Sunday History Channel: Ivan Illich on Health


A 1995 issue of Aisling Magazine ran an essay by philosopher Ivan Illich that challenged our society’s growing psychological dependence on the health care system. “(S)ome of us today have come to believe that we desperately need packages, commodities, all under the label of “health”, all designed and delivered by a system of professionalised services,” wrote Illich. “Some try to convince us that an infant is born, not only helpless needing the loving care of a household, but also sick requiring specialised treatment by self-certified experts.”

Illich continued: “Many have forgotten or are no longer able to enjoy those commonsense ways of living that contribute to one’s well-being and ability to recover from illness. Many have allowed themselves to become dependent on a self-aggrandising technological myth, against which they nevertheless complain, because of the impersonal ways in which it impoverishes many while enriching a few… I believe it is time to state clearly that specific situations and circumstances are sickening, rather than that people are sick. The symptoms which modern medicine attempts to treat often have little to do with the condition of our bodies; they are, rather, signals pointing to the disorders and presumptions of modern ways of working, playing and living.”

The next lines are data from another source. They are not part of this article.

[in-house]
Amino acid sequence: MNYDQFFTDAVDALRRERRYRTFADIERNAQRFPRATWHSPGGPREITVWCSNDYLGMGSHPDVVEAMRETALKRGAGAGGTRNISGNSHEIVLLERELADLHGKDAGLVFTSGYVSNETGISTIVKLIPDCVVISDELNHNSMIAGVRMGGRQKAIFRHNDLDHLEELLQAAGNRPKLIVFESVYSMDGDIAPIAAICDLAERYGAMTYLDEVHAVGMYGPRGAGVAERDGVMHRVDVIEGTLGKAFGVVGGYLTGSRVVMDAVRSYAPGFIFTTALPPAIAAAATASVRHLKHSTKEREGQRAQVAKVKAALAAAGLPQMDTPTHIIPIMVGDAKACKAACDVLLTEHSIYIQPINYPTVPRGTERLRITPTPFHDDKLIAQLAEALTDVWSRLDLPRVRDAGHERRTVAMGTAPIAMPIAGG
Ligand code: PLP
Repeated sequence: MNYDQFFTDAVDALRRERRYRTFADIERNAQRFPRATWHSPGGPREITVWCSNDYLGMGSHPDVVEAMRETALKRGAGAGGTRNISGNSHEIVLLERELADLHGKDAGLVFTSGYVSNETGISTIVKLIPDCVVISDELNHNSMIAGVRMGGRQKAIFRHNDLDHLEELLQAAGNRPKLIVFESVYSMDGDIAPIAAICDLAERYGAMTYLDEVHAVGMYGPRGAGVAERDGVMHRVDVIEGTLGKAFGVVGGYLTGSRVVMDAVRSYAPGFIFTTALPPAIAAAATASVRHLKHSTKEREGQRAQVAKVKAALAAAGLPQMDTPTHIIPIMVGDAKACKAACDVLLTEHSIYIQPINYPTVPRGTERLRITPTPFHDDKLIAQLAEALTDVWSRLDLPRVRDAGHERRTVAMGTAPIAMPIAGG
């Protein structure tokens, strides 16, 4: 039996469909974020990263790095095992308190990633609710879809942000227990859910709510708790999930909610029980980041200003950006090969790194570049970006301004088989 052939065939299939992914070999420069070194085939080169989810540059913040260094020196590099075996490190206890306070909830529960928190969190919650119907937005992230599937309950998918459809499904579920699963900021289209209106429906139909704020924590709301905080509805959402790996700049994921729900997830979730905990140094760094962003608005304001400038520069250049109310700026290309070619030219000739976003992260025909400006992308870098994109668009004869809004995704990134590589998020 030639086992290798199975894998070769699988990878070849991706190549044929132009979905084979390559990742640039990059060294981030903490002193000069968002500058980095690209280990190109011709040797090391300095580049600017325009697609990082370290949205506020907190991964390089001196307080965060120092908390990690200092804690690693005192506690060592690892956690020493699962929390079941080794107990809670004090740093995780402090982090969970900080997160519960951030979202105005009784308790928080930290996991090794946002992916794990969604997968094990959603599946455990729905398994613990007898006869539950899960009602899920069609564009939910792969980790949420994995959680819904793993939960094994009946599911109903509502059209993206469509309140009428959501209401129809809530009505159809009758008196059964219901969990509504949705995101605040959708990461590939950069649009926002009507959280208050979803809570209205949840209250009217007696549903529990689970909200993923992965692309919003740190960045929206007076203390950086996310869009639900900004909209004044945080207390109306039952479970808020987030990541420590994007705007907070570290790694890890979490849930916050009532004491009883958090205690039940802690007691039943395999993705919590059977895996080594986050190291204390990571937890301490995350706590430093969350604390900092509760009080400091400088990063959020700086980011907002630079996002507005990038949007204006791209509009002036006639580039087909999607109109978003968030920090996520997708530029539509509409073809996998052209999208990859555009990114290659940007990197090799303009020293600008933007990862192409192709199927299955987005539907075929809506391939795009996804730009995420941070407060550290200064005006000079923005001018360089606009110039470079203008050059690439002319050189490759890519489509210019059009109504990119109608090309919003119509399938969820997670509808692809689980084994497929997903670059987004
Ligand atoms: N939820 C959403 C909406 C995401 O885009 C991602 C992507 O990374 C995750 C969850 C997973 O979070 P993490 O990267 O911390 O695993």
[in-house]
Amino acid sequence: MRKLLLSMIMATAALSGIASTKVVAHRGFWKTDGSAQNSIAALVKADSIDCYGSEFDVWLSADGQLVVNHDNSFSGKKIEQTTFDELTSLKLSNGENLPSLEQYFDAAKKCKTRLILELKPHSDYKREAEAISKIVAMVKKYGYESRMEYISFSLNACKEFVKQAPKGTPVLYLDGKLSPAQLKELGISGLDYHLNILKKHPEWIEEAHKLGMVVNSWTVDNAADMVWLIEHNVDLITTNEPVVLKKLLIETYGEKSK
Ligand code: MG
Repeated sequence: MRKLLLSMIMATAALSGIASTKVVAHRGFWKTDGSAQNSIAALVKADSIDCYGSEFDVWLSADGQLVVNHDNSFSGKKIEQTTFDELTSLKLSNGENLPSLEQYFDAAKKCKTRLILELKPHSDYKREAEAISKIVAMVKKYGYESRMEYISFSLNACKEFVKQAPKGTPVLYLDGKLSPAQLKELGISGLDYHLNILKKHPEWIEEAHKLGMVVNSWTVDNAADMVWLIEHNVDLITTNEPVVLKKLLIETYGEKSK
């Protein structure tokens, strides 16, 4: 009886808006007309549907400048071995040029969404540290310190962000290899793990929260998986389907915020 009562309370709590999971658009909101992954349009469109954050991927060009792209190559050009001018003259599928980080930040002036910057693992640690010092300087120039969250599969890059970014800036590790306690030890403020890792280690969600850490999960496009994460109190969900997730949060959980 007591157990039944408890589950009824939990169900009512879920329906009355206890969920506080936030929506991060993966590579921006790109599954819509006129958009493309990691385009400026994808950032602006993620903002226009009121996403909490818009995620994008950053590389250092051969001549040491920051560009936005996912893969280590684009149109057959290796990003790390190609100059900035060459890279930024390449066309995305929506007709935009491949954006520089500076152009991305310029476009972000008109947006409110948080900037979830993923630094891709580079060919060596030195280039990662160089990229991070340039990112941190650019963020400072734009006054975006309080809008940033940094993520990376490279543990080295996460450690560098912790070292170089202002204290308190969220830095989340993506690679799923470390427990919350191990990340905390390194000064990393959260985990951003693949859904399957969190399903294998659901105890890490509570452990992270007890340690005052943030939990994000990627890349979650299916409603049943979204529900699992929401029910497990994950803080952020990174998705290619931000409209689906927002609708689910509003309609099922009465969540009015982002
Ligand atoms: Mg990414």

Health (Aisling Magazine, Issued 17, 1995)